The plant blooms each June, and the herb is usually harvested from plants that are three to four years old. One of the varieties of skullcap (Scutellaria lateriflora) used as an herbal remedy is indigenous to North America and is also cultivated in Europe. Native Americans used this plant as a ceremonial herb in rituals to help young women come of age. It is traditionally used by herbalists for its calming effect.
Skullcap is considered an effective remedy for nervous disorders, anxiety, hysteria and insomnia. It can also reduce the occurrence of tension headaches and other stress-related pain syndromes by “bringing down” excess levels of agitation that tend to cause tension and tension-related pain. Since it has a calming effect, the herb may also be useful in lowering blood pressure.
Skullcap helps to alleviate symptoms of PMS, restless leg syndrome and fibromyalgia as well.
At one time, it was believed that skullcap could treat rabies, and for this reason, the herb was given the nickname “mad dog weed.” However, skullcap is no longer used as a rabies treatment.
Another form of skullcap used as an herbal remedy is known as Chinese skullcap (Scutellaria baicalensis). This variety is thought to have antioxidant, anti-inflammatory and antihistamine properties.
The herb contains a substance known as flavonoid baicalin, which appears to protect the liver. Chinese skullcap is used to treat certain infections, allergies and inflammatory skin conditions, often in combination with other herbs.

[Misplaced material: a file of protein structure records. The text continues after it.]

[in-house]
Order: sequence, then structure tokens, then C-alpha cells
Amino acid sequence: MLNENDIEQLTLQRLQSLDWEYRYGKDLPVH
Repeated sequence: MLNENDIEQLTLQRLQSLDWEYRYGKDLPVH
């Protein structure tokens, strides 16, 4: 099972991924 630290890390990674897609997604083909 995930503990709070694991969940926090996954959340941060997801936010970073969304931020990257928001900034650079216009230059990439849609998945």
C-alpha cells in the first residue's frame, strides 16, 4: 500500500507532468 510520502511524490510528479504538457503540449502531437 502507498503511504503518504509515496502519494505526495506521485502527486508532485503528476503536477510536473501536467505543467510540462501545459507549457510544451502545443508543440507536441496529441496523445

It is also being studied for possible anticancer properties. In traditional Chinese medicine, skullcap is sometimes given as a treatment for tumors, and preliminary studies show that it may be useful in treating bladder and liver cancer. It is also used in combination with other herbs to make an alternative treatment for prostate cancer known as PC-SPES.
Skullcap is available in powdered form, as a liquid extract and as a tea. Though it is primarily used by adults, it is considered safe to give children a mild tea made from skullcap for its soothing and calming properties. The adult dosage of dried skullcap leaves is about 1 to 2 grams per day for therapeutic results. Fluid extract in the range of 2 to 4 milliliters taken three times per day is reported to be an effective dose.
Skullcap Side Effects
In the past, there has been some concern that skullcap was contaminated by an organism that could cause liver damage. It is important, therefore, to obtain skullcap from a reputable source. If taken in excess, skullcap can cause agitation, confusion, irregular heart beat or twitching.
High doses can also trigger symptoms of epilepsy. While drug interactions have not been reported, skullcap should be used with caution by people taking any kind of sedative or medications that have a sedative effect, including anti-anxiety medications, Phenobarbital, antihistamines and sleep aids.